December has been rather mild overall and there have been times when, working outside, I have been most comfortable in a t-shirt. The mild weather has had an effect on our wildlife too, with a wider range of bird song evident and a distinct shortage of birds coming to visit the garden feeders. Judging by the moth wings scattered on the floor of the passageway at the side of our house, a brown long-eared bat has been equally active over recent weeks.
Coming off the back of a colder spell early in the month, the warm damp air that pushed up from the Azores mid-month seems to have tricked some birds into thinking that spring was on its way. In addition to the characteristic winter song of robin, which adds a melancholy air to the winter months, blackbird, mistle thrush, dunnock and woodpigeon were all to be heard in song from the garden. With the exception of dunnock, these are species that often make their first nesting attempt very early in the year and I would not be surprised to learn of individuals sat on eggs during the first half of January. Even a pair of mute swans on the river were reinforcing their pair bond with display behaviour more usually seen in spring.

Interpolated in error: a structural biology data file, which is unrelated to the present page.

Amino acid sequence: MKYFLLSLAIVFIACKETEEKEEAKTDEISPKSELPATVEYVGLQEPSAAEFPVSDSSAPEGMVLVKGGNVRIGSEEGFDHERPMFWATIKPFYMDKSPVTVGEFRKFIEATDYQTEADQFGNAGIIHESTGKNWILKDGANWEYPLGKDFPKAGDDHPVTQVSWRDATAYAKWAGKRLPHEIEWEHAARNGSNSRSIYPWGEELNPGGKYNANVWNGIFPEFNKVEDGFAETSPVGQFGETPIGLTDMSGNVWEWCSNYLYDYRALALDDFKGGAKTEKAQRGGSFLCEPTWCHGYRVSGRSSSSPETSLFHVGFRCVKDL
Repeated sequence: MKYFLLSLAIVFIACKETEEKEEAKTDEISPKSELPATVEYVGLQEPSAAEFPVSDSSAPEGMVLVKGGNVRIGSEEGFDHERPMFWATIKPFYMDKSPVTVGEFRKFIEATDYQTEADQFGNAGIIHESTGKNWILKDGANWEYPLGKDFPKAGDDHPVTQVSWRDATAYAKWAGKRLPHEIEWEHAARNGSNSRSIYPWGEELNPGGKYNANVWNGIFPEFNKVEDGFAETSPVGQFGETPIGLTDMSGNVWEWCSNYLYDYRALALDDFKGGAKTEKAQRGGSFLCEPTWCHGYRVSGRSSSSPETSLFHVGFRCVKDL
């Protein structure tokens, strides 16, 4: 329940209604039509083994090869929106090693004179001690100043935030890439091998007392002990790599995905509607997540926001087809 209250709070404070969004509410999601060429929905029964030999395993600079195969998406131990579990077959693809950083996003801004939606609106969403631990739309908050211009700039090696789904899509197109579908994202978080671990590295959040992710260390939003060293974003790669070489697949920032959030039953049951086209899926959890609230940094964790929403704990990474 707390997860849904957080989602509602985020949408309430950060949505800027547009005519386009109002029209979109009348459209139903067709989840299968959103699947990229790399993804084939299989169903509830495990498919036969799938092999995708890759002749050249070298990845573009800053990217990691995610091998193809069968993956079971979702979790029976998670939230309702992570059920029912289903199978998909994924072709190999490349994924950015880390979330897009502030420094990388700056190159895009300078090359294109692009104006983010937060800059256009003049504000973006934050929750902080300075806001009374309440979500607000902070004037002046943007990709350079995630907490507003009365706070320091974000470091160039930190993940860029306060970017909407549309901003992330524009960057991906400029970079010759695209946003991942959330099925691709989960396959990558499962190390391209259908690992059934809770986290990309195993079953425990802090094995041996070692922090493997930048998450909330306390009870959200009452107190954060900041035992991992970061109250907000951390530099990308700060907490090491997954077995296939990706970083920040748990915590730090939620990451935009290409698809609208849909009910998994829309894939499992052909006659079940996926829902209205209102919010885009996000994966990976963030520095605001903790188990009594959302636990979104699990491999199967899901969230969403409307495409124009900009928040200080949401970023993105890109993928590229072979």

That the garden feeders have been so quiet is not just a reflection of the mild conditions, which reduce the energetic stresses faced by small birds, but also the size of the autumn seed and berry crop. The 2013 crop of woodland and hedgerow fruits and seeds has been so abundant that it continues to last well into the winter months. No doubt the lack of a heavy frost has also played its part, since this often see the berries drop to the ground, where they then become accessible to small mammals and other wildlife. While the garden is quiet, the local woods are still busy with birds and mobile flocks of tits and finches can be found feeding among the trees. Siskin and lesser redpoll have been favouring the riverside alders; should the weather turn cold early in the New Year then I would expect the garden feeding station to become a hive of activity.